Effective August 25, 2020, Suffolk County will join a growing number of New York jurisdictions, including New York City, Buffalo, Rochester, and Westchester County, in restricting the use of pre-employment inquiries into an applicant’s criminal conviction history, adding to the existing statewide requirements of Article 23-A of the New York State Correction Law. In addition, Suffolk County will join dozens of other states, counties, and municipalities that restrict consideration of an applicant’s criminal history at the initial application phase.
Fair Employment Screening
The new law, which was passed by Suffolk County’s Legislature on March 17, 2020 and filed with the Secretary of State on April 27, 2020, prohibits an employer located within Suffolk County with 15 or more employees from asking questions regarding or pertaining to an applicant’s criminal convictions during any aspect of the application process.1 The law broadly defines applicant as “any person considered or who requests to be considered for employment by an employer,” including, among other things, temporary or seasonal work, contracted work, contingent work, and work through a temporary staffing agency.
An employer cannot consider an applicant’s prior convictions until after an application has been submitted and an initial interview of the applicant has taken place.
Specifically, the new legislation makes it an unlawful discriminatory practice to:
- inquire regarding, or to require any person to disclose or reveal, any criminal conviction during the application process. The application process begins when the applicant inquires about the employment sought, and ends when an employer has accepted an employment application from the applicant; and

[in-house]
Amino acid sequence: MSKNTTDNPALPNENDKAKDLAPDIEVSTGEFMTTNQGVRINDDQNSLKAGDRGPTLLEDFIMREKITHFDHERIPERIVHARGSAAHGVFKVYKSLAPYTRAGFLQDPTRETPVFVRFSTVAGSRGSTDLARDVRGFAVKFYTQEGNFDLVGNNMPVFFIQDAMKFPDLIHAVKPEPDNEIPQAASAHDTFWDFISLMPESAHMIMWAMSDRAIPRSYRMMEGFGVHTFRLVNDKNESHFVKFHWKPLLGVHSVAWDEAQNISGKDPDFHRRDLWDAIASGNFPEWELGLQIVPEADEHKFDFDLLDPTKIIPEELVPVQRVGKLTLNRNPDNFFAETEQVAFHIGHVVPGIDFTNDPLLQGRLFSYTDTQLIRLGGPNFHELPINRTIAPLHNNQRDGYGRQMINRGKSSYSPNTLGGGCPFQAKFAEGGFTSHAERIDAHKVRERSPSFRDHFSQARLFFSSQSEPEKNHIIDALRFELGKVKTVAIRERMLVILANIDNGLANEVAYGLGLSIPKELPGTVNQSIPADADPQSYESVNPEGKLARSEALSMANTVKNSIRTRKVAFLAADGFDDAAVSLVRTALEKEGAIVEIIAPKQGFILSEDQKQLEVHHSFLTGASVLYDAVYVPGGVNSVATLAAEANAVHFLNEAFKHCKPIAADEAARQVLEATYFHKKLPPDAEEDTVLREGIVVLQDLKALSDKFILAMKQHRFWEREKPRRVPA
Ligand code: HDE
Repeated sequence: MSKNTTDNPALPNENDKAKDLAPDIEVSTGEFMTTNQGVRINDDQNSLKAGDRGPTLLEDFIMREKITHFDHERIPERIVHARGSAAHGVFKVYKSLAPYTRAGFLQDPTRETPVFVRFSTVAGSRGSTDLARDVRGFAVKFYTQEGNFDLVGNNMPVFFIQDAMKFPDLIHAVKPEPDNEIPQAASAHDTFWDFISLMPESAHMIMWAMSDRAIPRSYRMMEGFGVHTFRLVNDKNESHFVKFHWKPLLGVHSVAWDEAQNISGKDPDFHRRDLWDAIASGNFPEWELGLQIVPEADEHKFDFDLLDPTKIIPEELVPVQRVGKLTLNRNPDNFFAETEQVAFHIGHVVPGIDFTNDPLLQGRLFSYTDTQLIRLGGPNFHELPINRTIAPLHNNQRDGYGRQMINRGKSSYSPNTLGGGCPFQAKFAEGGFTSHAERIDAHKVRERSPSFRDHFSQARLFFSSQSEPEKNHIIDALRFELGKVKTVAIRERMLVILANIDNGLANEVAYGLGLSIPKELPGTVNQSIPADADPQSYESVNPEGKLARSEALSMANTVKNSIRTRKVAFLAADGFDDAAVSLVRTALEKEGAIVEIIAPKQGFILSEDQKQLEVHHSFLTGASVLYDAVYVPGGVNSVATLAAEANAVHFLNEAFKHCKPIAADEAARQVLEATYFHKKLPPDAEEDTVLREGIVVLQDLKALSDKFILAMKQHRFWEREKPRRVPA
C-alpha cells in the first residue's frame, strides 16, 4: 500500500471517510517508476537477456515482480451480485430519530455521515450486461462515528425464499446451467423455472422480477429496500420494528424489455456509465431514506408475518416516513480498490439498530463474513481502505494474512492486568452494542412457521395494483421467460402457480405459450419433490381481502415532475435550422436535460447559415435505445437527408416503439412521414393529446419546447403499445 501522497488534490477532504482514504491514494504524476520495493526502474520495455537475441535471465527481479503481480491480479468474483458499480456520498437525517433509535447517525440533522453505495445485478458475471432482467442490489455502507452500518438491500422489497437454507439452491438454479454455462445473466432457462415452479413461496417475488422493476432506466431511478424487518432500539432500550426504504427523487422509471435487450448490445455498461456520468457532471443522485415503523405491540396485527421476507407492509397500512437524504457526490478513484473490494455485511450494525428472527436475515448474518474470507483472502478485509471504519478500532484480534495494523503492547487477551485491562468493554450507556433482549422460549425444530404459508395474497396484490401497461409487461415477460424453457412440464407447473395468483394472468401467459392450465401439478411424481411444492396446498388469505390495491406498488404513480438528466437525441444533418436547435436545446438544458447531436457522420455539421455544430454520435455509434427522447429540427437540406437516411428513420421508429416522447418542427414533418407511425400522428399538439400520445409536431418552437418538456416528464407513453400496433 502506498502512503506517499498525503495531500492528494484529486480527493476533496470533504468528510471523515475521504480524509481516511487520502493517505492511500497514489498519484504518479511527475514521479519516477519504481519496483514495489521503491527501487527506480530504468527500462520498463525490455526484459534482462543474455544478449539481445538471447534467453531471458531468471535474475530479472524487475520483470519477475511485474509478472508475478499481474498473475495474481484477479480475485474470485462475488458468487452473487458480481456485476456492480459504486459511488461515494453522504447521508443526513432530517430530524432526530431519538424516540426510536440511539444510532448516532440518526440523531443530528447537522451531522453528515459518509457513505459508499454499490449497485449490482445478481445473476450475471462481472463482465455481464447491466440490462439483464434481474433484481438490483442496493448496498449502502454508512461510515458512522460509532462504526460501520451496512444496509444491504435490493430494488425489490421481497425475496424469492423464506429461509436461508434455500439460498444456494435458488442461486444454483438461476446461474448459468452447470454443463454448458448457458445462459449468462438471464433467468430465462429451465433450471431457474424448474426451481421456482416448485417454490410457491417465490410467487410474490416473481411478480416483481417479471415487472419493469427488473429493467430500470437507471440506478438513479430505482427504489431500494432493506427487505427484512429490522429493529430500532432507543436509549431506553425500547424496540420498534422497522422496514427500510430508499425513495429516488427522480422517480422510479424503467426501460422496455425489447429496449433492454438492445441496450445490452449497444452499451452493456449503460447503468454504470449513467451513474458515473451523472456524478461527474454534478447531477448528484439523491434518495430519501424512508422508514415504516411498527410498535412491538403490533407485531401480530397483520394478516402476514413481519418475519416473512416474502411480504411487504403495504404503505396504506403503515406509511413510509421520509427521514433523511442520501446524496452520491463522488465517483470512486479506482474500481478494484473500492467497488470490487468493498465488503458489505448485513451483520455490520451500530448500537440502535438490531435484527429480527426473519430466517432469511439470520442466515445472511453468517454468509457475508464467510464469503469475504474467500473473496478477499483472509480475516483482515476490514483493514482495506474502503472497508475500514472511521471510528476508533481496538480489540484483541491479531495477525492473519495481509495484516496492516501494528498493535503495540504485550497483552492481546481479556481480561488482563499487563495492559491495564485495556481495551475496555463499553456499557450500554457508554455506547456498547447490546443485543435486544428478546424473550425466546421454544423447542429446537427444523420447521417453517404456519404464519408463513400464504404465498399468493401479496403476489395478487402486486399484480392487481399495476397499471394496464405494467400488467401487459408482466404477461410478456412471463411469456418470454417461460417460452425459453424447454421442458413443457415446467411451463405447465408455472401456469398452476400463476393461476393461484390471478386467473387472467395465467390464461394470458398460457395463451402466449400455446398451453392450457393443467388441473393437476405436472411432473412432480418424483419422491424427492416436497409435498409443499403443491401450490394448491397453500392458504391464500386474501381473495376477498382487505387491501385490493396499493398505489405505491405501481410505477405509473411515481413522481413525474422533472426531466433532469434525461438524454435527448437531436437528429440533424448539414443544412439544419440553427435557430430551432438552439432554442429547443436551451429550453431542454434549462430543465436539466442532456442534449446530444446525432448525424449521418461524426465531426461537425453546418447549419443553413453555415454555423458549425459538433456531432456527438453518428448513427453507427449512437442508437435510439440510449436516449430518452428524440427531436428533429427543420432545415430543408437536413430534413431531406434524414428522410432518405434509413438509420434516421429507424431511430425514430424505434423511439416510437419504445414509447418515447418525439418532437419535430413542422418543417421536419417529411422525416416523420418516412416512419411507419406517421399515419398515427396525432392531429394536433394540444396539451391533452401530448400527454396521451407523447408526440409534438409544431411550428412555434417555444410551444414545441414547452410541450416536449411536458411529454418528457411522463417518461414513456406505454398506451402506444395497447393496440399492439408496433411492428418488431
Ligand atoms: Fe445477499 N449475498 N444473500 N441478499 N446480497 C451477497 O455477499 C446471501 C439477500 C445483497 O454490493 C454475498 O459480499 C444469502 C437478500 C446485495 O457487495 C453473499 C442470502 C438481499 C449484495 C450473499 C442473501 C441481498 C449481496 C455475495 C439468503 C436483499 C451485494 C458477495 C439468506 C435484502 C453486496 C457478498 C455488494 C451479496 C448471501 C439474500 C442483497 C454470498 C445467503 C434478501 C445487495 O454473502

- inquire regarding, or require any person to disclose or reveal, a criminal conviction before a first interview. If an employer does not conduct an interview, that employer must inform the applicant whether a criminal background check will be conducted before employment is to begin.
However, where an employer is hiring for licensed trades or professions (including positions such as interns and apprentices for such licensed positions), the employer may ask the same questions asked by the trade or professional licensing body in accordance with state law.
Exceptions to the Prohibition on Criminal Conviction Inquiries
When the Suffolk County ban-the-box law becomes effective, Suffolk County employers may nevertheless ask applicants about prior criminal convictions in the following situations:
- Where authorized by any applicable law.
- Where certain convictions or violations are a bar to employment in that position under state or federal law.
The prohibitions against pre-employment inquiries into an applicant’s criminal conviction history also do not apply to:
- any public or private school; or
- any public or private service provider of direct services specific to the care or supervision of children, young adults, senior citizens, or the physically or mentally disabled; or
- the Suffolk County Police Department, Department of Fire, Rescue, and Emergency Services, or any other employer hiring for “police officer” and “peace officer” as defined by the Criminal Procedure Law.